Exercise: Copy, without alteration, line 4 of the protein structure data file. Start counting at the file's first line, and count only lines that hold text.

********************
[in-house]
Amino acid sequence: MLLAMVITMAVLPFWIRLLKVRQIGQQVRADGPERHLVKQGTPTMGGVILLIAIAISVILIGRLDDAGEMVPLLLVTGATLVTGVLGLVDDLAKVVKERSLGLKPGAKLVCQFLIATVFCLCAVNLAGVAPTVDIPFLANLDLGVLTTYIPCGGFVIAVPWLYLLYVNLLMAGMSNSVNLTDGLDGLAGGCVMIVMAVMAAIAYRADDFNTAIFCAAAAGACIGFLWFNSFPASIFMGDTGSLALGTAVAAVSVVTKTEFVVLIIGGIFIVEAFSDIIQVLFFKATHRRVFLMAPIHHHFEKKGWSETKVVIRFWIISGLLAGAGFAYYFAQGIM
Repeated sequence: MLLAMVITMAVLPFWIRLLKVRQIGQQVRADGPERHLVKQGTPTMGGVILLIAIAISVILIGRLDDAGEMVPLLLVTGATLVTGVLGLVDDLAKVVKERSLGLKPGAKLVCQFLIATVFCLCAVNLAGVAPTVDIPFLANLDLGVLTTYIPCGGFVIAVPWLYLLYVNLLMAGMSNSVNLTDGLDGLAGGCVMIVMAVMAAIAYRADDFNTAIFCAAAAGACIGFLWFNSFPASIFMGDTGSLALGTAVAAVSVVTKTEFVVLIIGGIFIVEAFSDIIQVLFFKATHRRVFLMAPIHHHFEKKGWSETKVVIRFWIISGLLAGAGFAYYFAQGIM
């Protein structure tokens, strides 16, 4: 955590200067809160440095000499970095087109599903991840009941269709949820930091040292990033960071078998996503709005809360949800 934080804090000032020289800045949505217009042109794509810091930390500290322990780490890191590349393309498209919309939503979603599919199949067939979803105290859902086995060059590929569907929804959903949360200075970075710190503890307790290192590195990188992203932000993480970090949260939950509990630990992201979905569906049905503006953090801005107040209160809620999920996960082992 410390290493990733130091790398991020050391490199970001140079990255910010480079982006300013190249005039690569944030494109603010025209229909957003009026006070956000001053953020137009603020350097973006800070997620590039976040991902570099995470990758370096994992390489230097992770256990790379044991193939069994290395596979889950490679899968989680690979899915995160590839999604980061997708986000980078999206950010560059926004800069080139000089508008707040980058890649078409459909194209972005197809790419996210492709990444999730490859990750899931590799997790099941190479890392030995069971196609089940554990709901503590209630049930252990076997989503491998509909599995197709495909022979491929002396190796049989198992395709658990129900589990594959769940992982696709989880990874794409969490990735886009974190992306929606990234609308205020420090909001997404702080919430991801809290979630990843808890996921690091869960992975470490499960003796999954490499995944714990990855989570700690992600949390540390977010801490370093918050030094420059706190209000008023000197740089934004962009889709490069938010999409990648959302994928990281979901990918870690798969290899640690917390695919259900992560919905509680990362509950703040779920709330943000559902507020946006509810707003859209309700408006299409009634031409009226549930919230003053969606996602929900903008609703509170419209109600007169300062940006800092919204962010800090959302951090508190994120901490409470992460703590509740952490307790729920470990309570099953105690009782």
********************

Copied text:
């Protein structure tokens, strides 16, 4: 955590200067809160440095000499970095087109599903991840009941269709949820930091040292990033960071078998996503709005809360949800 934080804090000032020289800045949505217009042109794509810091930390500290322990780490890191590349393309498209919309939503979603599919199949067939979803105290859902086995060059590929569907929804959903949360200075970075710190503890307790290192590195990188992203932000993480970090949260939950509990630990992201979905569906049905503006953090801005107040209160809620999920996960082992 410390290493990733130091790398991020050391490199970001140079990255910010480079982006300013190249005039690569944030494109603010025209229909957003009026006070956000001053953020137009603020350097973006800070997620590039976040991902570099995470990758370096994992390489230097992770256990790379044991193939069994290395596979889950490679899968989680690979899915995160590839999604980061997708986000980078999206950010560059926004800069080139000089508008707040980058890649078409459909194209972005197809790419996210492709990444999730490859990750899931590799997790099941190479890392030995069971196609089940554990709901503590209630049930252990076997989503491998509909599995197709495909022979491929002396190796049989198992395709658990129900589990594959769940992982696709989880990874794409969490990735886009974190992306929606990234609308205020420090909001997404702080919430991801809290979630990843808890996921690091869960992975470490499960003796999954490499995944714990990855989570700690992600949390540390977010801490370093918050030094420059706190209000008023000197740089934004962009889709490069938010999409990648959302994928990281979901990918870690798969290899640690917390695919259900992560919905509680990362509950703040779920709330943000559902507020946006509810707003859209309700408006299409009634031409009226549930919230003053969606996602929900903008609703509170419209109600007169300062940006800092919204962010800090959302951090508190994120901490409470992460703590509740952490307790729920470990309570099953105690009782």